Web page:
Devotees, vendors decry Hershey’s suits
Jessica Rinaldi/Globe Staff
QUINCY — The counter at Dennis Lane’s 7-Eleven has become a front line in a heated candy war stretching across the Atlantic.
It started last year when Hershey Co. sued two importers to block Cadbury chocolate bars and some other British sweets from being shipped to the United States. Those importers recently cut off their supplies, and many Cadbury devotees are boycotting Hershey in retaliation.
The result: what Lane calls “the Boston Tea Party . . . in chocolate,” a mini-trade war.
“I’m mad as hell,” said Lane, who threatened to ban Hershey products from his store. “I’ve got two choices: Allow Hershey to bully me as a retailer, or take a stand and send a message.”
In Methuen, a grandfather forbade his granddaughters from getting Twizzlers — they’re made by Hershey — during a trip to the movies. And in Cambridge, the owner of Cardullo’s Gourmet Shoppe, Donez Cardullo, signed online protests as she quickly stockpiled hundreds of Flakes, Crunchies, and other Cadbury treats before the long drought.
“I can’t even wrap my head around what it’s going to mean not carrying Cadbury,” Cardullo said.
Cardullo is talking about the British version: You’ll still be able to buy Cadbury-brand chocolates that Hershey makes for US customers with a different — and, Brits say, inferior — formula.
The Great Chocolate War began when Hershey sued two food importers, claiming that they infringed on the trademarks that Hershey has had since acquiring Cadbury’s US operations in the 1980s. Hershey said it noticed the British versions were starting to show up on the shelves of bigger US retailers, and not just the specialty shops, as demand for the imported chocolates grew.
Irish and British expatriates are signing online petitions that come their way via e-mail and Facebook, including one on MoveOn.org with more than 35,000 signatures, protesting Hershey’s tactics. Many upset consumers took Hershey off their shopping list for good, or at least until the Pennsylvania conglomerate backs down.
There’s no sign that’s going to happen.
Hershey spokesman Jeff Beckman said the company has worked behind the scenes for years to stop trademark infringements. Hershey took the next step of going to court with lawsuits against Posh Nosh Imports of New Jersey and California’s LBB Imports, he said, after a proliferation of the imported sweets started showing up in mainstream stores. He said Hershey bought the US Cadbury business from the Cadbury family in 1988 and uses the recipe developed by the family in the 1970s. The only significant difference, Beckman said, is that the US bars don’t contain vegetable oils because of the variation in US standards for milk chocolate.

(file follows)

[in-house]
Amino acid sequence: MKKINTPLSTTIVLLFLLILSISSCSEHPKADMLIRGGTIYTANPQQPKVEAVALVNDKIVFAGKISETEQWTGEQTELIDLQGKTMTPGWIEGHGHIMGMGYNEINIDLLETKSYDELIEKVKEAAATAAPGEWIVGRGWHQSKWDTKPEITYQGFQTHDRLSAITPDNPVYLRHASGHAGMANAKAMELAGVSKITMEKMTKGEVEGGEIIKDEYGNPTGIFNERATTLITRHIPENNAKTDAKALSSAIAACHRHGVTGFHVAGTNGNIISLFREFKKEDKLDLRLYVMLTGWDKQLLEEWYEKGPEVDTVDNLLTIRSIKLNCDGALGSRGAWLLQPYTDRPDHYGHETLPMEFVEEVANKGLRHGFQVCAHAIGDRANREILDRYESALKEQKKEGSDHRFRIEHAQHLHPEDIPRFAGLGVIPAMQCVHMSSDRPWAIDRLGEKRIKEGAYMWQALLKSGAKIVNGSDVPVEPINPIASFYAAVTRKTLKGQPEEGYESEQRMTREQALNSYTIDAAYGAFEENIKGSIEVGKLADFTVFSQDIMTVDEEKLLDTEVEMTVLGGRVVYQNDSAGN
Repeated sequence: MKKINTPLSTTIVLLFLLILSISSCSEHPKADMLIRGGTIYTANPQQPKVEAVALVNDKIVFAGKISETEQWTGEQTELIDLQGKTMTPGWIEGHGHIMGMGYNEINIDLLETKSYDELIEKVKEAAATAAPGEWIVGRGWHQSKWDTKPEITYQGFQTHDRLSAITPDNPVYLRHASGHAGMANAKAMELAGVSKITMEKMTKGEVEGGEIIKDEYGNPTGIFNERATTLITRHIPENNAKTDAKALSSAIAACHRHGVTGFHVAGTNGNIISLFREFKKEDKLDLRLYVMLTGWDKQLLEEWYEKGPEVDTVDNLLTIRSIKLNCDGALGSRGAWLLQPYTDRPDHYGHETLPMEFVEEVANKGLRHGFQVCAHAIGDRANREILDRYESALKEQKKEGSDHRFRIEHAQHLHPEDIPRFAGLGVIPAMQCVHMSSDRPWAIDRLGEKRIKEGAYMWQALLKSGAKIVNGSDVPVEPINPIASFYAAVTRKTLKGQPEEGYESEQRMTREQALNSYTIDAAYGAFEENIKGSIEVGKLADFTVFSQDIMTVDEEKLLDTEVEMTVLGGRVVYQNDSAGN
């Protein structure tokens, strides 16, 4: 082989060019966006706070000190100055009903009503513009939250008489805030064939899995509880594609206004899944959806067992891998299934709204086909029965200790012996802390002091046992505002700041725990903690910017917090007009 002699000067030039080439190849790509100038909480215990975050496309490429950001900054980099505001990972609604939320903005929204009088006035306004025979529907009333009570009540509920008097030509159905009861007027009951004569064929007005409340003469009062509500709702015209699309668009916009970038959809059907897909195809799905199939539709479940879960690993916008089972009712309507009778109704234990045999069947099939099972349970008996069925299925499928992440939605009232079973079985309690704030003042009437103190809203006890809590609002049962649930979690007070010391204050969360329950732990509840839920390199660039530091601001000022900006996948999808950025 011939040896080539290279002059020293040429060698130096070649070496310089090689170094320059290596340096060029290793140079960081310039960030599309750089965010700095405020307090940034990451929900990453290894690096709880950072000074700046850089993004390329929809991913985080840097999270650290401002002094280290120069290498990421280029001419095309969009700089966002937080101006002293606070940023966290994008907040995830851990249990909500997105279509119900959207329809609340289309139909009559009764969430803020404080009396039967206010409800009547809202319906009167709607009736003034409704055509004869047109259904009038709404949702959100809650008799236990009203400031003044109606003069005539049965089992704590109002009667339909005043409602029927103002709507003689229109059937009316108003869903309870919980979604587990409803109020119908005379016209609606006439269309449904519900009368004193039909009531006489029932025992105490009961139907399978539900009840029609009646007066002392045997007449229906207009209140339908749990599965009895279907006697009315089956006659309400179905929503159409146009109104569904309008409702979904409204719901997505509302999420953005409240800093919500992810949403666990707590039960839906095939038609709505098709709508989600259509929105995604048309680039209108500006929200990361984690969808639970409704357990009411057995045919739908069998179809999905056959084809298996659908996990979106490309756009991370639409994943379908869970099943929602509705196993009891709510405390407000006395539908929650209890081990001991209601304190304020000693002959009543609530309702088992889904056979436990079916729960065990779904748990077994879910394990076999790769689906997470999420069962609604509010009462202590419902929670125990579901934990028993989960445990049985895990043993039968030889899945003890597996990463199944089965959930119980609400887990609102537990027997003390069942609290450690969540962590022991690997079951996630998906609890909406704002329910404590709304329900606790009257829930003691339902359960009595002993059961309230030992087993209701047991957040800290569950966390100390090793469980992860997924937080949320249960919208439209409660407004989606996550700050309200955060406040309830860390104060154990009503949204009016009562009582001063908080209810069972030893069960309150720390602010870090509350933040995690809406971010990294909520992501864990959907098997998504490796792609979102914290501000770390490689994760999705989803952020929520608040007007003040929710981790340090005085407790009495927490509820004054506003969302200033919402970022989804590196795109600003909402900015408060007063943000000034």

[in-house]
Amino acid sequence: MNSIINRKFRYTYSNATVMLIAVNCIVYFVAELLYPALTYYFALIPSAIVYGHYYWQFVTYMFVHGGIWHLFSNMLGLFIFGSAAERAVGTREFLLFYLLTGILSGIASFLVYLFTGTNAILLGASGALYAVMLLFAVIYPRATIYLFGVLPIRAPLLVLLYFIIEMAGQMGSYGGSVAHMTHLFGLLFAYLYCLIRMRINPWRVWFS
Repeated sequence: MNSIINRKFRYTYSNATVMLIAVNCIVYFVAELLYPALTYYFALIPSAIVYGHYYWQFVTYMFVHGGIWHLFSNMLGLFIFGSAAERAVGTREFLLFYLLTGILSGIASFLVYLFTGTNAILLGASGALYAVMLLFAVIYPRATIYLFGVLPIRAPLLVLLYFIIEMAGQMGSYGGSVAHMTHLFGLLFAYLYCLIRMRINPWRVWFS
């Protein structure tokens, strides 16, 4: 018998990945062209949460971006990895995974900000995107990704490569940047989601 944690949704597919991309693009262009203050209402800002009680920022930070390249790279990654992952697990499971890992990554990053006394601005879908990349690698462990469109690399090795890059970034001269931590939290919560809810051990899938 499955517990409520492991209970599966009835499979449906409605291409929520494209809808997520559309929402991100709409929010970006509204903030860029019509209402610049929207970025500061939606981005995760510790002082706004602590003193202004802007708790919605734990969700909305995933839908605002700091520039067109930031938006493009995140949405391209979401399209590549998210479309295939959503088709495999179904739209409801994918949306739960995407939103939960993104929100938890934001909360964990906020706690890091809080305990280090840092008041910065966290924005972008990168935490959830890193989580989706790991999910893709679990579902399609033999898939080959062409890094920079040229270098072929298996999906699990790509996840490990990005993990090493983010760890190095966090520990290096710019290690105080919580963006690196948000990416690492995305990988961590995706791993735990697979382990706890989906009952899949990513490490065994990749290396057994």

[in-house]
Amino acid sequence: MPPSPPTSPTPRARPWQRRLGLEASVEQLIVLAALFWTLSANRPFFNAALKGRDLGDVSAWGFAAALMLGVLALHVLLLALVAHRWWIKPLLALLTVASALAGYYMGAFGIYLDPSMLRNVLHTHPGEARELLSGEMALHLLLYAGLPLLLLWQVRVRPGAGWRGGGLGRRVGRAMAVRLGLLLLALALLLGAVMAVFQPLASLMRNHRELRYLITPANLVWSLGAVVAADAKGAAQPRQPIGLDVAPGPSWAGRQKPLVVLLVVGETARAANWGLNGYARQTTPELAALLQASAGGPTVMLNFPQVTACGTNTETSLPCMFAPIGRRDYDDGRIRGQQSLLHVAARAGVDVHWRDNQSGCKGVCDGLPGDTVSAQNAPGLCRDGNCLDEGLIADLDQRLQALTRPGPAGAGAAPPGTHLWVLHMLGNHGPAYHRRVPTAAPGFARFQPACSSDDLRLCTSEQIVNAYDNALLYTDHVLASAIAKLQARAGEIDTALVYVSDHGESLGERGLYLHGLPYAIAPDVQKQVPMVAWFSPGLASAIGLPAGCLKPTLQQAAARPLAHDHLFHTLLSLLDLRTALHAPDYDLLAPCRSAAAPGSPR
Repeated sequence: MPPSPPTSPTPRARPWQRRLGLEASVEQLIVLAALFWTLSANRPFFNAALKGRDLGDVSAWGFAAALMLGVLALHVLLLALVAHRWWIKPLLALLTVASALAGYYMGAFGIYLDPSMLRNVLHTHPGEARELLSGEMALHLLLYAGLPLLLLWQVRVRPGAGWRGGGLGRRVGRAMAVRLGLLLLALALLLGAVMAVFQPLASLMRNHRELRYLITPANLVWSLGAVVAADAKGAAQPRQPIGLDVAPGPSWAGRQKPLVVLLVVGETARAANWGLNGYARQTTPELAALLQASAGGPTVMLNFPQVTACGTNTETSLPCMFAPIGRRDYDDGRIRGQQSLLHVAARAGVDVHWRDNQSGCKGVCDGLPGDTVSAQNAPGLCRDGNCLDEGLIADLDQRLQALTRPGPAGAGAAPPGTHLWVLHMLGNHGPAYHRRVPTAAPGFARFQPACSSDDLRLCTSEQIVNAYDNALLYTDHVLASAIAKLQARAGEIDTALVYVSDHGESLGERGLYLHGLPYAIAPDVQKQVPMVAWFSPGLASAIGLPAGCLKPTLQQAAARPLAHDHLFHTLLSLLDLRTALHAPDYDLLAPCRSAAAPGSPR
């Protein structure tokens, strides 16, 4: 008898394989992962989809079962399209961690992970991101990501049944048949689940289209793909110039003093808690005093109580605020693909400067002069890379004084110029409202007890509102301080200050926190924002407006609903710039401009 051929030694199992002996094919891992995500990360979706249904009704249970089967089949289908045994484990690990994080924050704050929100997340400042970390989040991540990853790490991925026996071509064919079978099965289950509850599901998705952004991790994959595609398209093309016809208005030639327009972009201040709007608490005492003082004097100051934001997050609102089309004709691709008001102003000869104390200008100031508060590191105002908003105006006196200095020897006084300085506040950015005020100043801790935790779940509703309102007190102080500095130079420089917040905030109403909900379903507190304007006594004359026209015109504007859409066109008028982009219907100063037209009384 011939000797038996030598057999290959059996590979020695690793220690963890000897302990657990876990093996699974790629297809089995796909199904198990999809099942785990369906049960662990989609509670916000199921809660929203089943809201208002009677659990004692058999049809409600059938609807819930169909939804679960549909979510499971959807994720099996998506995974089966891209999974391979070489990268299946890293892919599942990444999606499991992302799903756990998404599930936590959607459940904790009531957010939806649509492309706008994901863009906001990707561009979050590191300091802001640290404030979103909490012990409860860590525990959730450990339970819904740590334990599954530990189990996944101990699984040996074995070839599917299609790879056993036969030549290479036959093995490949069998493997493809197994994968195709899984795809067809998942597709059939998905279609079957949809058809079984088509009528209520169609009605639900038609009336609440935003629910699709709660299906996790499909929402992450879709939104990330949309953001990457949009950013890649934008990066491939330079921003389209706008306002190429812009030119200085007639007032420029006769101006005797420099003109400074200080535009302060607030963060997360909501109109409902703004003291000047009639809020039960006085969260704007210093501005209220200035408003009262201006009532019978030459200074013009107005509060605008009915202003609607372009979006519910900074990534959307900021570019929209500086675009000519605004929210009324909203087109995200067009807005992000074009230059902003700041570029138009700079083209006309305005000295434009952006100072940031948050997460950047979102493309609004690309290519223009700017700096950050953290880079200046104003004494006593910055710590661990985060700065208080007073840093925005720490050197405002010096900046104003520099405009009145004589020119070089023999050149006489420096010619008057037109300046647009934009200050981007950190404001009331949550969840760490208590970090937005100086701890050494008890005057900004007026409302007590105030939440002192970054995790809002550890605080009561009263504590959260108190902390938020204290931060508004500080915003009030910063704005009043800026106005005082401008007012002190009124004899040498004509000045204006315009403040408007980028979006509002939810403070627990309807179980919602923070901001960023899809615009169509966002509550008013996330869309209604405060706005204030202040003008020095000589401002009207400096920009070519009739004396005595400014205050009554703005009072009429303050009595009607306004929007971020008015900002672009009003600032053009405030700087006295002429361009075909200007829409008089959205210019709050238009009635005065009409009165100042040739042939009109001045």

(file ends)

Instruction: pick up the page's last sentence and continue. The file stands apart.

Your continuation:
Hershey also claimed Nestle’s Yorkie chocolate bar infringed on the York Peppermint Pattie. Nestle’s Toffee Crisp was fingered for the sin of arriving in an orange wrapper, like the one that covers Hershey’s Reese’s Peanut Butter Cups.
In recent weeks, the importers told retail customers they would stop shipping the contested candies. LBB president Nathan Dulley said he tried unsuccessfully to work out an agreement with Hershey that would allow LBB to distribute the British bars. He doesn’t expect the expats who gobble up his goods will switch to the American versions.
“You would think that there would be some reasonable economic agreement that could be reached in order for both to coexist,” Dulley said. “The loss of the business at LBB is not going to be at Hershey’s gain.”
Lane wrote an e-mail to Hershey’s John Bilbrey on Feb. 8, telling the chief executive he wouldn’t buy another Hershey product for his 7-Eleven store. Lane’s Adams Street shop caters to the big Irish diaspora in Milton and Quincy, a group that he said helps drive more than $15,000 a year in sales of imported candies for him. Lane said he’ll follow through on his threat if he doesn’t get a reasonable explanation for the blockade. As of Friday, he still hadn’t heard back from the company.
The fight, meanwhile, continues to play out in some unusual places.
Haverhill resident Mel Ball said he refused to buy Twizzlers after his two granddaughters requested them on a recent trip to Methuen to see the movie “Paddington” — they ate Mars-made M&Ms instead. The UK native said he’s upset with Hershey’s heavy-handed enforcement: “I have recommended to anybody that has Hershey products in their home to send them back to Hershey and ask for a refund.”
For Wendy MacMillan, the British candies offer a taste of nostalgia, a connection to her home country of England, which she left in 1984 when she moved to the Boston area. She said she enjoys Mars’s Maltesers so much that she named her puppy, a Maltese-Bichon Frise mix, after the candy. The Brookline resident typically buys British sweets at Kiki’s Kwik-Mart in Brighton, but doesn’t want to pay the extra expenses to order them online. (Hershey tried to block Maltesers as well, but it just agreed to drop the malt balls from its litigation with LBB.)
“I’ll never buy a Hershey product again if they continue with this ban,” MacMillan said, “and I think that’s true of a lot of people.”
Kiki’s general manager, Sophia Aiello, said she learned the bad news about three weeks ago. There are still plenty of UK-made Cadbury bars in stock but she expects they’ll be gone as soon as word gets out to her customers.
“Maybe boycotting Hershey’s is an option in the future,” Aiello said. “We have issues such as illegal narcotics and human trafficking that are far more important. Instead, we’re focusing on ‘illegal’ chocolates coming into the country.”
Cindy Quinn, co-owner of the Greenhills Irish Bakery in Dorchester, said the importer she uses is ending her supply, too.
“I’m sure that Hershey’s is cracking down with every importer,” Quinn said. But “regular old Hershey’s is not going to cut it with my customers.”
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